[Arboring Film at Northwest Film Forum]

As a part of their 15th anniversary celebration, last week the Northwest Film Forum ran the Arboring Film series. For $15 I could buy a pass for a week of films that had their roots, as it were, in support provided by the Film Forum. I only made it to six of the fifteen features, but it was very much worth my time.

* Off Your Rocker was described as “rough around the edges” in the series program guide, and here’s the thing. If the Film Forum is describing it that way, it must be *seriously* rough. And it was. A pseudo documentary about an underground club serving as a sort of Make-a-Wish organization for the elderly, it was a fantastic concept limited by a lot of elements in its execution. I’d love to see someone with more resources have a go at a remake, but all the same, the senior stunts that actually appeared in the film — the high speed chase & the go-cart racing — made it worth my time.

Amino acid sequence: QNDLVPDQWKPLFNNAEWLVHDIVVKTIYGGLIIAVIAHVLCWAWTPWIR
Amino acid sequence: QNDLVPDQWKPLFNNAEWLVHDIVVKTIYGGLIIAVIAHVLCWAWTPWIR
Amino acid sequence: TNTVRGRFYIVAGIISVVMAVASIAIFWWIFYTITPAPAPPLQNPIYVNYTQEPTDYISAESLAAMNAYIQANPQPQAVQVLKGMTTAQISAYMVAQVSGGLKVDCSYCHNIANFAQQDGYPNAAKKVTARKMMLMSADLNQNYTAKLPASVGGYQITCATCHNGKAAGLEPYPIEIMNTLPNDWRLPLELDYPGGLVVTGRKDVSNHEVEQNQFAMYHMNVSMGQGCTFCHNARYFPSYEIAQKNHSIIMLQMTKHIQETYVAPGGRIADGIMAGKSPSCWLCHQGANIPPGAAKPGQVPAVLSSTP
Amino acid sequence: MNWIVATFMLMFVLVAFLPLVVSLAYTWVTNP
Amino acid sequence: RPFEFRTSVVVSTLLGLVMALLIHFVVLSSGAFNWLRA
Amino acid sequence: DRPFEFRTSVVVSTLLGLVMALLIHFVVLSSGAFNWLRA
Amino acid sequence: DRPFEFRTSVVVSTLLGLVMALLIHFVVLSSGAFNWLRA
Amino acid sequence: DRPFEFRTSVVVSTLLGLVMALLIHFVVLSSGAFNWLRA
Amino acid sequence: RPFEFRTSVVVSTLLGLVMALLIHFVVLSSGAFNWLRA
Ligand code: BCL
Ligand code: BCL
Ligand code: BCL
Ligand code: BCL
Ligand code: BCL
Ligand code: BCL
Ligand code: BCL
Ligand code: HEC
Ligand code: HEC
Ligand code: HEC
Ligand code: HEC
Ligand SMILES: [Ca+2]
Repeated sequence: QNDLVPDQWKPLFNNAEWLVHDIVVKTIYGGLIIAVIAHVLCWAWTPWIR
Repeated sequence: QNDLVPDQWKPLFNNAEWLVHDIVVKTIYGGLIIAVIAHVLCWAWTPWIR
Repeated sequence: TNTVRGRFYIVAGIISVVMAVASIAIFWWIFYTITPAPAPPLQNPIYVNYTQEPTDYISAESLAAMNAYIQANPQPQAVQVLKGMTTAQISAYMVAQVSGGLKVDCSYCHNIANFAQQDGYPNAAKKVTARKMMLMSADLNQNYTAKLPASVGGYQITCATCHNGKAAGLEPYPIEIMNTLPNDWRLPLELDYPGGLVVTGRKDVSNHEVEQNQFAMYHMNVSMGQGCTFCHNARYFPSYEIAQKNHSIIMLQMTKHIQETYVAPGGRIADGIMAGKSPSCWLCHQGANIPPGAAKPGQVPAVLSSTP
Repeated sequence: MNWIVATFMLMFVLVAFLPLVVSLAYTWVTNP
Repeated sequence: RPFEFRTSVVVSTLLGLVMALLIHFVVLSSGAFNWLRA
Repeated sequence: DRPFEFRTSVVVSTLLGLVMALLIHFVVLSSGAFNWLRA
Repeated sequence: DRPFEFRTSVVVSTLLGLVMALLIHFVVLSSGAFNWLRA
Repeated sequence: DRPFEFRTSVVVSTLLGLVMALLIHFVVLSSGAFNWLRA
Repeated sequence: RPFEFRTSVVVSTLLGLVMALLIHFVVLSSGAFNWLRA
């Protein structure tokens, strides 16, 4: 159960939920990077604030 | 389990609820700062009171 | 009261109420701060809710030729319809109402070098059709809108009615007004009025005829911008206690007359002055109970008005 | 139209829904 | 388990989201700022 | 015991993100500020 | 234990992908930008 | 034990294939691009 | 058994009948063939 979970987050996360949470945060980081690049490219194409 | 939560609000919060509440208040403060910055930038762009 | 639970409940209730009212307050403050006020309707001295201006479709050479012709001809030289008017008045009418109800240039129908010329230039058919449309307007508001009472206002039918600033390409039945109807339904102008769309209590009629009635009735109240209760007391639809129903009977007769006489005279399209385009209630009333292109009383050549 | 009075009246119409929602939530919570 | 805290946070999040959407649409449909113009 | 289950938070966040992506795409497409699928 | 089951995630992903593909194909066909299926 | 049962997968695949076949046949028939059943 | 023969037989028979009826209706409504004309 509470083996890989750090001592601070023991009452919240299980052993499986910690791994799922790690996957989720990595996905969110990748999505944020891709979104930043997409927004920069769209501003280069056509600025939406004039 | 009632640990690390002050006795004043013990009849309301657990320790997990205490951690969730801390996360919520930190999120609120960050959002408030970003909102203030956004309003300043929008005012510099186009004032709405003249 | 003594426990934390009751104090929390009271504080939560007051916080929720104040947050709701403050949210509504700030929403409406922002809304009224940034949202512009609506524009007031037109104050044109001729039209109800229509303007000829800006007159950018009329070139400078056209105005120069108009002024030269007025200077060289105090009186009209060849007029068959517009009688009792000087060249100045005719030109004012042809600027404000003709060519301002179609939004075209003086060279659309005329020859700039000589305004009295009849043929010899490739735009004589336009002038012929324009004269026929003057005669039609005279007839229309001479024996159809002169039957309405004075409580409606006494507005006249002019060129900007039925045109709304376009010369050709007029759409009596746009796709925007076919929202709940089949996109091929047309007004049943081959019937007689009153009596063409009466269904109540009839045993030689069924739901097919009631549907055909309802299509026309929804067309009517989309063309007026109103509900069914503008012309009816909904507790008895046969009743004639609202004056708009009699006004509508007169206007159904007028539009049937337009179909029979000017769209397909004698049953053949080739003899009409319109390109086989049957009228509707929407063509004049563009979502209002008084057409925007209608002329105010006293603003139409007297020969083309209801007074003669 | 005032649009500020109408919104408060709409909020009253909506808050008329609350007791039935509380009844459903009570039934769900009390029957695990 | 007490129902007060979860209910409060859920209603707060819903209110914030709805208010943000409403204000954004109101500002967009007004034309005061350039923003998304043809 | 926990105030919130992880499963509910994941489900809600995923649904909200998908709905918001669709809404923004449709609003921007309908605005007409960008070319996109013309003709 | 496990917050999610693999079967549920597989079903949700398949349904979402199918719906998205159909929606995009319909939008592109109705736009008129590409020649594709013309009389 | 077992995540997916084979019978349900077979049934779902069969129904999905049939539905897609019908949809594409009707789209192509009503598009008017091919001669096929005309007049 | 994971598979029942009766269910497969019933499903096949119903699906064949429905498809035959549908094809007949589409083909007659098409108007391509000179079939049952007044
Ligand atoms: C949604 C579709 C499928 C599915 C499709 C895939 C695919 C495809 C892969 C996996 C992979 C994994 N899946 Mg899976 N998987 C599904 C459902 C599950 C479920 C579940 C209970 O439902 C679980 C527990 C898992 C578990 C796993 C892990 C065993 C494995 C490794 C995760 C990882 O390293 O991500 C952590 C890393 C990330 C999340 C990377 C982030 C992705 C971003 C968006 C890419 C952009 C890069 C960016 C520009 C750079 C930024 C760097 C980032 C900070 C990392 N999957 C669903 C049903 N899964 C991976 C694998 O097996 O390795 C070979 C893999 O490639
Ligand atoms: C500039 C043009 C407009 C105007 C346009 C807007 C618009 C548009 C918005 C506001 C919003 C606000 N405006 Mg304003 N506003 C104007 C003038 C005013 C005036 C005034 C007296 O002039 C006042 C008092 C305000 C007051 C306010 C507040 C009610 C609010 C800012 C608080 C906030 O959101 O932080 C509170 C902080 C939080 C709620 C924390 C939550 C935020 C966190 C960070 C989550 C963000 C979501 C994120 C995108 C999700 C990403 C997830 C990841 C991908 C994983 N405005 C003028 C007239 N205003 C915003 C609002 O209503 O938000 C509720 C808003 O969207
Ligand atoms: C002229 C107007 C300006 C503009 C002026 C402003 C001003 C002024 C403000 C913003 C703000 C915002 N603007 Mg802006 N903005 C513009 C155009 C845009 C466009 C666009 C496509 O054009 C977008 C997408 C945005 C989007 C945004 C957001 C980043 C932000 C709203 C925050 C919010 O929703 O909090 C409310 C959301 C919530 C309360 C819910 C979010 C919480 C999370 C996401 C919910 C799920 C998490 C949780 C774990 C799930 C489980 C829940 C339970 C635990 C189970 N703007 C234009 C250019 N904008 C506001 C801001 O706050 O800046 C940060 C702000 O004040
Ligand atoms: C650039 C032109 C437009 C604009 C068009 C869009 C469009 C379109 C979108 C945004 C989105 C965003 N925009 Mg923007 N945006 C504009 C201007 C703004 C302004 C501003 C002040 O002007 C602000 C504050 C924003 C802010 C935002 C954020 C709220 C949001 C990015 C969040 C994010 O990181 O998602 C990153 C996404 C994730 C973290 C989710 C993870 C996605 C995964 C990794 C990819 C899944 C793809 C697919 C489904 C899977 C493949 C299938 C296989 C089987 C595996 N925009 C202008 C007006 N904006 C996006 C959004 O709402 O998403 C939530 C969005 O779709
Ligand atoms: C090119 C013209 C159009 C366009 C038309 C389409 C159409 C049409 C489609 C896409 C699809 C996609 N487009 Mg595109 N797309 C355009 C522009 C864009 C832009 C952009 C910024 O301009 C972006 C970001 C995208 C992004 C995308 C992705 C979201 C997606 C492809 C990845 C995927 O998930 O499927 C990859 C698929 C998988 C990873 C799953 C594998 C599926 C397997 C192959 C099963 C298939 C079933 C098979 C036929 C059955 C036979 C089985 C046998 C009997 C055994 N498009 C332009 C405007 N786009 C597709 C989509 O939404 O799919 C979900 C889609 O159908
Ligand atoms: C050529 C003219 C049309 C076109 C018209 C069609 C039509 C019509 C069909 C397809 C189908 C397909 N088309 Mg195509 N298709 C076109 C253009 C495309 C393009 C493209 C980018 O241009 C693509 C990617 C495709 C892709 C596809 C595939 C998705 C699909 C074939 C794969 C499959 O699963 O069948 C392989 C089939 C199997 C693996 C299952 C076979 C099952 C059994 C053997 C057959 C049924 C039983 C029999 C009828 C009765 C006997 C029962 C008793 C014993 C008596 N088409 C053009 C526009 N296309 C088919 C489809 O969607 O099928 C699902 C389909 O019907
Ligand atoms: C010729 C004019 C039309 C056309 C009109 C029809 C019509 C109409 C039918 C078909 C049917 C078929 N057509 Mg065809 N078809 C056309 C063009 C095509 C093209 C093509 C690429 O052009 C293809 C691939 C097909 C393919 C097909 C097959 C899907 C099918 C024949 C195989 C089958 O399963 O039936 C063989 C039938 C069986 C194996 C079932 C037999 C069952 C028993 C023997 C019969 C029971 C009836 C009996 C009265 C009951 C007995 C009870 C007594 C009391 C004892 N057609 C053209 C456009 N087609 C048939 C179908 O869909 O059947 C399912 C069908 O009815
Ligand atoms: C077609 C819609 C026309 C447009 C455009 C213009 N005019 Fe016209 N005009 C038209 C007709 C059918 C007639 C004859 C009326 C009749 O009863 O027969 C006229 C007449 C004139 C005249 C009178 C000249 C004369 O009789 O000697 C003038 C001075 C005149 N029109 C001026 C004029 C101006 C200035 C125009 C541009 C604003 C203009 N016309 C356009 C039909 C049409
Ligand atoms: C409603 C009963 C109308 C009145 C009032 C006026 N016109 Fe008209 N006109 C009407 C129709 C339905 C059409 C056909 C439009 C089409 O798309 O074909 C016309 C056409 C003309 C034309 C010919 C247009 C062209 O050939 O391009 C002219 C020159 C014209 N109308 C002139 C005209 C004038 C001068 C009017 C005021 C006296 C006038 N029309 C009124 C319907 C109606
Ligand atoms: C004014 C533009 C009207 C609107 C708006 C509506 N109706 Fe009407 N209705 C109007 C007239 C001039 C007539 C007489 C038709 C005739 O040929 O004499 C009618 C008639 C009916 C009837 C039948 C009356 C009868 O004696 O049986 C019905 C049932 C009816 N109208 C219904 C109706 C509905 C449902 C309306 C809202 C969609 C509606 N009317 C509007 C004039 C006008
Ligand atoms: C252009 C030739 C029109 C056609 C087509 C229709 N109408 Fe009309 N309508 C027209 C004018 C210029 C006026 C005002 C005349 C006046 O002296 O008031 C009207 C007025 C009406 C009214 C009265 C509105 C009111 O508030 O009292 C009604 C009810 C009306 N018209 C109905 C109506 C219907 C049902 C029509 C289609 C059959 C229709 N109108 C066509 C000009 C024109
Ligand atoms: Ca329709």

* It was followed by Naked Proof, which I enjoyed a lot. It’s an unconventional little story about a PhD candidate with an overdue dissertation and a sudden and strange responsibility for an unknown pregnant woman. The narrator is played by writer August Wilson, in what is probably his only film appearance, and appearances by locals Matt Smith & Charles Mudede make this a clearly Seattle production. Also, scenes in the Lemieux library made me desperately miss some aspects of undergrad. Who knew?